Carter High is one of the most touching independent films I have previewed in a very long time. It tells a true story of a 1988 popular football team. “The Carter High Cowboys” noted as being the best high school football team in history. Based in Dallas, this is the only team where 18 Division I players obtained full football scholarships to prestigious universities; however nine boys ended up going straight to prison to serve 24-30 year sentences for armed robbery.
Charles Dutton did an excellent job portraying a caring high school coach who cared for the boys’ welfare like he would his own children. VIvica A. Fox played Dutton’s devoted and supportive wife. Pooch Hall played the concerned football coach that went to great lengths to instill discipline in the boys; from breaking up dice games in the locker room and battling with the boys to keep up their grades, while fighting for the team to qualify and pushing them to win the Texas state championship.
Being in Dallas posed many obstacles for the team; mainly due to the fact they were constantly the target of sabotage because of being an all-Black school. Carter High has many messages and great teaching storylines for young African American males. It really screamed out to parents why you need to pay attention to what your boys are doing during school, after school, before school. When they show up at home with expensive sneakers and clothing that you know their part-time jobs aren’t affording them; we may need to ask more questions.
Sometimes we can get so caught up in our own daily survival tactics for our families (especially as single moms); we don’t pay attention to our kids and the double lives they may be living. African American males really have a hard time struggling between the transition from boys to men. Even when there is a mom and dad present in the household, peer pressure at the school still exists. The need to be popular and liked dwells within all our children and we have to know them well enough or at least pay attention so that we can see when we need to intervene and help them make the needed changes so as not to end up with a diploma and a jail sentence resulting from crimes that may come to the forefront at the worst given time (graduation).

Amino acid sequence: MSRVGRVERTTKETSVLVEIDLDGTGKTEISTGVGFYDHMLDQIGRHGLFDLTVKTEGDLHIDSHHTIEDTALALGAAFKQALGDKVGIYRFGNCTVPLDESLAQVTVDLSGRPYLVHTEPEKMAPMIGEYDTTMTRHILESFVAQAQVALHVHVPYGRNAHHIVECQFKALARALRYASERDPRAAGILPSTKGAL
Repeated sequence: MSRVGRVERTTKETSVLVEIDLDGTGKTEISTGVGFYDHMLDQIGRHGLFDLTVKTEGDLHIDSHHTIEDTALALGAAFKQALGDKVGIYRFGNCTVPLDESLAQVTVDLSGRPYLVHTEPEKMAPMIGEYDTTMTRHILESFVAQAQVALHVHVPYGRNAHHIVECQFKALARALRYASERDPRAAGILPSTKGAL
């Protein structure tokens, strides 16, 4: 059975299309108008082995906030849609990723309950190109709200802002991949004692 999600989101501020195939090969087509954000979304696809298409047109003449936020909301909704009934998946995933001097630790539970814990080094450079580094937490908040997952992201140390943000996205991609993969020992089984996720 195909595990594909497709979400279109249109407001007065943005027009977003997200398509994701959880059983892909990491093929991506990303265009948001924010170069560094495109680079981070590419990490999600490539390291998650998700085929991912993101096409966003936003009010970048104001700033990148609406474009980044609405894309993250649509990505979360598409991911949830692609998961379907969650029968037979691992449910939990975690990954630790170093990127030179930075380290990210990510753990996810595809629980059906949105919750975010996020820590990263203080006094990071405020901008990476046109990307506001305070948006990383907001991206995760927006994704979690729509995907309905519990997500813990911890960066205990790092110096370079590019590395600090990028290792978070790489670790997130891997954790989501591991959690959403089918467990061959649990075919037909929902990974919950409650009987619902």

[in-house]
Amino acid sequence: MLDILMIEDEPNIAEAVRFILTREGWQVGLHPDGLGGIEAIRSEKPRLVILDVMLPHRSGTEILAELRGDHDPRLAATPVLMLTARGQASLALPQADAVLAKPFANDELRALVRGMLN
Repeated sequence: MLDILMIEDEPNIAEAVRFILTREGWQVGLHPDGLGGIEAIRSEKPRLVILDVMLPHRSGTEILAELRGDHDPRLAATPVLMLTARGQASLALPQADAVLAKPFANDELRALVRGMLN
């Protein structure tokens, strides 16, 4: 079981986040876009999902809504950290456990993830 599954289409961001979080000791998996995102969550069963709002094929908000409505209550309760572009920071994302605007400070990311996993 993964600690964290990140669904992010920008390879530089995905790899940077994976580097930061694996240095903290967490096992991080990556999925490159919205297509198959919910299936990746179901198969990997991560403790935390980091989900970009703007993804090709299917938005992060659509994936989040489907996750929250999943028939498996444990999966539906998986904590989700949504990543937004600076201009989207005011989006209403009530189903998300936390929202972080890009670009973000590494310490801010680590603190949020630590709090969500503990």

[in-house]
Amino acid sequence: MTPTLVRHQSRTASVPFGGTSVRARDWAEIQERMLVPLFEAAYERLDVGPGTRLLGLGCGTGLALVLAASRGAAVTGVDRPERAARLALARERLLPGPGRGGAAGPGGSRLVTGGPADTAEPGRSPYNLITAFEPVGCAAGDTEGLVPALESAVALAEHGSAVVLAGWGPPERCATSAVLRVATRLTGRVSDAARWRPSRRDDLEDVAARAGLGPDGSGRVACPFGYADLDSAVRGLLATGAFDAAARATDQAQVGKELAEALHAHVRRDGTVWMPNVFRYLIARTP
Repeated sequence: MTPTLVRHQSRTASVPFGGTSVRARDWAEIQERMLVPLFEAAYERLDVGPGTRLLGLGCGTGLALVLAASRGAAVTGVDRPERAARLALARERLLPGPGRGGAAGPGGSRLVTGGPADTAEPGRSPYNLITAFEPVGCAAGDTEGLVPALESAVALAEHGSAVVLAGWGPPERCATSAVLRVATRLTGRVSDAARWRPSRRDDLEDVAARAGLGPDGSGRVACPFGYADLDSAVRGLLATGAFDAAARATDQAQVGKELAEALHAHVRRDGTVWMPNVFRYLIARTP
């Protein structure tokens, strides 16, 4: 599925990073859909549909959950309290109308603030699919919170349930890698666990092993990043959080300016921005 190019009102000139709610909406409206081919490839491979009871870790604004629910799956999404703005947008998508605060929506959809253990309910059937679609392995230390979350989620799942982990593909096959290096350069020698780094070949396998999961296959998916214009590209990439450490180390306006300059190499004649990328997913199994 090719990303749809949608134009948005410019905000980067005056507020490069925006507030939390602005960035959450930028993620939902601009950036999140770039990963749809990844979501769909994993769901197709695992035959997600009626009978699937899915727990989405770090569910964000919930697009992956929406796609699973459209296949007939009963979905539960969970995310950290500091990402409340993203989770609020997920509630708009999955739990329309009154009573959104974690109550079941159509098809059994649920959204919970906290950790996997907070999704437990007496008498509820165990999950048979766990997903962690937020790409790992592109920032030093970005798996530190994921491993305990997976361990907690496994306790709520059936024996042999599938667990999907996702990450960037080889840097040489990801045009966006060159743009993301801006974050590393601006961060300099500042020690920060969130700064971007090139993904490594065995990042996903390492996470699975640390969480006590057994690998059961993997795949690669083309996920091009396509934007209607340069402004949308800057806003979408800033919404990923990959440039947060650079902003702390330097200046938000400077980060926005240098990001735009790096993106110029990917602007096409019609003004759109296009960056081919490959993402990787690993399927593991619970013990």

David Banner played a very emotionally, politically correct, aggressive attorney, fighting hard for the football players rights and fair judicial decisions to take place. So basically Banner got to put a lot of himself into his acting role, which is why his delivery is so powerful. Attending the screening hosted by Banner and Aspire network, we learned in detail how Banner was able to prepare for his role through studying his character’s mannerisms, posture and disposition.
Writer-director Arthur Muhammed did an excellent job of combining all the incidents of an entire school year and football season in one 120-minute film. The day of the private screening we learned the NFL approved this movie to use in their training process. Every high school football coach should take his players to see this film. Please support this movie. Leave a comment below..